Shatavari Benefits and Uses
What is Shatavari?
The Indian Ayurvedic system uses Shatavari as an adaptogenic plant. It translates to “100 wives”, which refers to its supposed ability to please women. It is considered an elixir for women because of its many benefits for female health, including regulating hormones, reducing stress, and providing immunity-boosting properties.
The plant is mild but effectively rejuvenating, nourishing the female reproductive system. It also benefits the digestive system, joints, and nervous system.
Characteristics of the Shatavari Plant
Asparagus racemosus, often referred to by the names Satavar, Shatavari, or Shatamull, is widely grown in India and the northern Himalayas. In rocky, gravelly soils on plains at high altitudes, it grows to a height of 1-2 m. It is grown in the wild as well as in gardens. It is harvested in the summer and fall.
It has rich red berries and, most significantly, a huge web of sweet, tuberous roots. Up to a hundred tubers can be produced by a single Shatavari plant. This is the area of the plant that is utilised in Ayurveda as both a food source and a herbal supplement.
The Shatavari plant has several uses in Ayurveda, including treating colds, coughs, infections, and diarrhoea. Shatavari is sometimes used to increase fertility in women because of its ability to stimulate oestrogen.
It was botanically described in 1799. Since then, Asparagus racemosus has experienced continuous growth in demand due to its numerous uses. The plant is currently regarded as "endangered" as a result of destructive harvesting.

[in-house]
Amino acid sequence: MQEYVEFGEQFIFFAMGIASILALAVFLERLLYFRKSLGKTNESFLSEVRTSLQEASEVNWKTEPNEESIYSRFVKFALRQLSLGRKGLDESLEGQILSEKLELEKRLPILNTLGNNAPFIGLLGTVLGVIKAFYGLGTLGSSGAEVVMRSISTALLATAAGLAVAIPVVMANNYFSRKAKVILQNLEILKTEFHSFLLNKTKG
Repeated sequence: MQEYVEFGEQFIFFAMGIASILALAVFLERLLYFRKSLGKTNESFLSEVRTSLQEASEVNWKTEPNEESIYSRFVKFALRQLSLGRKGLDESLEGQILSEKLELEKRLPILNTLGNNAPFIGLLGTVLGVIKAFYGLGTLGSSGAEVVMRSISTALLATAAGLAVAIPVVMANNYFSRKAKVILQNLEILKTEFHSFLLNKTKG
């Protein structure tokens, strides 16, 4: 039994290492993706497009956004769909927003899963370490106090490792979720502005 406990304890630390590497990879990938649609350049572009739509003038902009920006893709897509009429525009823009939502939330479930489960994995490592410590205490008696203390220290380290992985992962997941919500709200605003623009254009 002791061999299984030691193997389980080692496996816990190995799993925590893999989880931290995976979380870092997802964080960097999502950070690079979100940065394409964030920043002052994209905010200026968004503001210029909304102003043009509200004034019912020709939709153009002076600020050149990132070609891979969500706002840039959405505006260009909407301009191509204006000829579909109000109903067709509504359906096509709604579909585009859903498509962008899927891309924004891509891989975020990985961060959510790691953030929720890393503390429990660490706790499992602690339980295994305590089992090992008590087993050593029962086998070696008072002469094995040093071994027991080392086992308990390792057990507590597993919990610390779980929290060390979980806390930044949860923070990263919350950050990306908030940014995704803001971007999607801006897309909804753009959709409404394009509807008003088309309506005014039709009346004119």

What are the health benefits of using Shatavari?
The Shatavari plant is a tonic to the reproductive organs, immune system and endocrine system. It is a rejuvenator that repairs and regenerates the female organs and tissues. The health benefits of using Shatavari include:
Helps to deal with Depression: It’s easy to fall into depressive episodes now more than ever. Shatavri extract might help with such episodes and other mental ailments that are prevalent today.
Ayurvedic adaptogens, such as Shatavari, help the body become more resilient to stress by enhancing non-specific resistance. The antidepressant effects of Shatavari are likely mediated by the release of both serotonin and noradrenaline. It also might be augmenting antioxidant defences.
Anti-oxidant properties: Roots of Asparagus racemosus, i.e., Shatavri, possess antioxidant properties. Three antioxidant compounds that are found are racemofuran, asparagamine, and racemosol. Antioxidants in our bodies help to reverse the oxidative stress caused by smoking, environmental pollution, radiation, industrial solvents, etc.